NEW YORK, United States — From Jean-Paul Gaultier at Montreal’s Musée des Beaux Arts to Hussein Chalayan at the Musée des Arts Décoratifs in Paris, this has been a year of high-profile fashion exhibitions. The grand daddy of all these shows is the Alexander McQueen Savage Beauty exhibition at the Metropolitan Museum of Art in New York. Last week, I finally managed to catch the exhibit in its final days.
In total, 661,509 people passed through the exhibition, making Savage Beauty the most visited fashion exhibition in the museum’s history, putting it in the same league as the Treasures of Tutankhamun (1978) and Mona Lisa (1963). So high was the demand that the Met extended the exhibition’s run by week and stayed open until midnight on the final two days, releasing a statement explaining that this was the first time that the museum had ever kept its galleries open so late to accomodate the “extraordinary response”
But despite this “unprecedented interest” in Mr. McQueen’s body of work, museum officials said that Savage Beauty will not travel to any other museums because it is composed almost entirely of loan. What a shame.
By all accounts, the Met and its curator, Andrew Bolton, did a formidable job of bringing Mr. McQueen’s body of work into a tightly and expertly curated fashion experience, immersing visitors deep into McQueen’s world. Those of us lucky enough to have attended any of his fashion shows could see the same kind of high-quality production value, creative integrity and aesthetic sophistication in this wonderful, inspiring exhibition.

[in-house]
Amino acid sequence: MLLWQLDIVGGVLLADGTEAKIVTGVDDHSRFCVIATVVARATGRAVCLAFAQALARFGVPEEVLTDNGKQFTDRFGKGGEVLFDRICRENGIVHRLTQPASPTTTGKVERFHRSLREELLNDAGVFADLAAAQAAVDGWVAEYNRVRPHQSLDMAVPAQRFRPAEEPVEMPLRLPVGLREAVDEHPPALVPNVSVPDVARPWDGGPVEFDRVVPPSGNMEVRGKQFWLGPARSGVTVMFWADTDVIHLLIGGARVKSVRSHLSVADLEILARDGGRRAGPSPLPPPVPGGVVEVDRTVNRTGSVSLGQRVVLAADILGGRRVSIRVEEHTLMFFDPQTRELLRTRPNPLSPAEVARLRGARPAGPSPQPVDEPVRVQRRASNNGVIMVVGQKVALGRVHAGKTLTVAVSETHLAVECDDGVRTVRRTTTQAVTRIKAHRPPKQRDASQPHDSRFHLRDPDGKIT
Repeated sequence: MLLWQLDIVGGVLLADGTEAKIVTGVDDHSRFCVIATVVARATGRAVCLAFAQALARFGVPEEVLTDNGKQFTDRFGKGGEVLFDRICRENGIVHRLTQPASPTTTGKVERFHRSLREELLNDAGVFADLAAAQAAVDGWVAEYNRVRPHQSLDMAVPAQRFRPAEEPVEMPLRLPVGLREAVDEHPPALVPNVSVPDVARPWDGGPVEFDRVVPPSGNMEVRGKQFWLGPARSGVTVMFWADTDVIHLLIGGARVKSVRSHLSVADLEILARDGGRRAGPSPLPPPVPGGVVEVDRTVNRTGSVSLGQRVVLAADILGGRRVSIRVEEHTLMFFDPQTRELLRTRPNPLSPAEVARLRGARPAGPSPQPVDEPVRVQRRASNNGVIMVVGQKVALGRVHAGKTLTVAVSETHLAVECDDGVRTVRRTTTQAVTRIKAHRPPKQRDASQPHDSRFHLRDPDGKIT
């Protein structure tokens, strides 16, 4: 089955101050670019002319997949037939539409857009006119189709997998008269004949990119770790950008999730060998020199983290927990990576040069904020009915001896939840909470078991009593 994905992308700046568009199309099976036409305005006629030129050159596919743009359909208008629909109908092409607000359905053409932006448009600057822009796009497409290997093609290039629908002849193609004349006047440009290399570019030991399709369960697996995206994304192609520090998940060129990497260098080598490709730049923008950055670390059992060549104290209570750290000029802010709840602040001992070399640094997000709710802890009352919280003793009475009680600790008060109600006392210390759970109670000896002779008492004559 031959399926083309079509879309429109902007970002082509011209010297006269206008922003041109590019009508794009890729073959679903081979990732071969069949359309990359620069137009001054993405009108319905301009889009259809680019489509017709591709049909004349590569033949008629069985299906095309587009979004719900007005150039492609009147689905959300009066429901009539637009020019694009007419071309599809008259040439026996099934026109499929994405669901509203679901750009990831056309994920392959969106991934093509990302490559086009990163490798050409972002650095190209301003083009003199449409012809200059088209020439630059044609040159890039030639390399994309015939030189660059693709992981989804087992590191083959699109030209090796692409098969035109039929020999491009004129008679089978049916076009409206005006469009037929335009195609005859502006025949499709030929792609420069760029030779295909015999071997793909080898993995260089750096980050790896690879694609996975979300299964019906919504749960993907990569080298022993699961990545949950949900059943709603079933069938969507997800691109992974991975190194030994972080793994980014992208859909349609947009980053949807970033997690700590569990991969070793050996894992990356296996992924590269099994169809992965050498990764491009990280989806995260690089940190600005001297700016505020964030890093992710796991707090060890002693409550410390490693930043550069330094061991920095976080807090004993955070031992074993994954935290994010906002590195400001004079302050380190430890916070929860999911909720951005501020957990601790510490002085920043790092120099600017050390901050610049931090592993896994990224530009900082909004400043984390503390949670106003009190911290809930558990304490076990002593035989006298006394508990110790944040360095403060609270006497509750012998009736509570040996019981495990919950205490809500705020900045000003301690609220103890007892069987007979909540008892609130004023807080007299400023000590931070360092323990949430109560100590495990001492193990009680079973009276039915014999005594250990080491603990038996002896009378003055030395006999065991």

As I walked into the room entitled “The Cabinet of Curiosities,” packed shoulder-to-shoulder with hundreds of other people, I overheard a little girl asking her mother, “Mommy, why do the hats have animal horns?” Her mother answered softly and authoritatively, “Because he was a very special, talented man who made fashion into theatre. He was no ordinary fashion designer.”
Listening to this exchange brought home the real impact of this exhibition. Unlike so many of the television shows and media that claim to show the ‘reality’ of fashion, Savage Beauty managed to get underneath the glossy surface and make fashion understandable, interesting and inspiring to a mass audience.
For this reason, I hope the Met will reconsider its position on taking Savage Beauty on the road. Surely those who loaned their McQueen items to the exhibition — most notably Daphne Guinness and Alexander McQueen, the company — have seen the powerful impact of the exhibition. Surely there can be no better tribute to this great designer than having hundreds of thousands of ordinary people enjoy Mr. McQueen’s work and see it up close.
But emotional reasons aside, there is a clear business rationale for touring the show as well. It turns out that the exhibit has been a great marketing machine for McQueen. According to a release sent out by the Met yesterday, “popular McQueen merchandise in the Met Shops, including armadillo shoe ornaments, crystal skull paperweights, and tartan purses, sold out several times and were repeatedly reordered.”
Imran Amed is founder and editor of The Business of Fashion
Correction – 9 August 2011: An earlier version of this article incorrectly stated that the Hussein Chalayan exhibit took place at The Design Museum in London.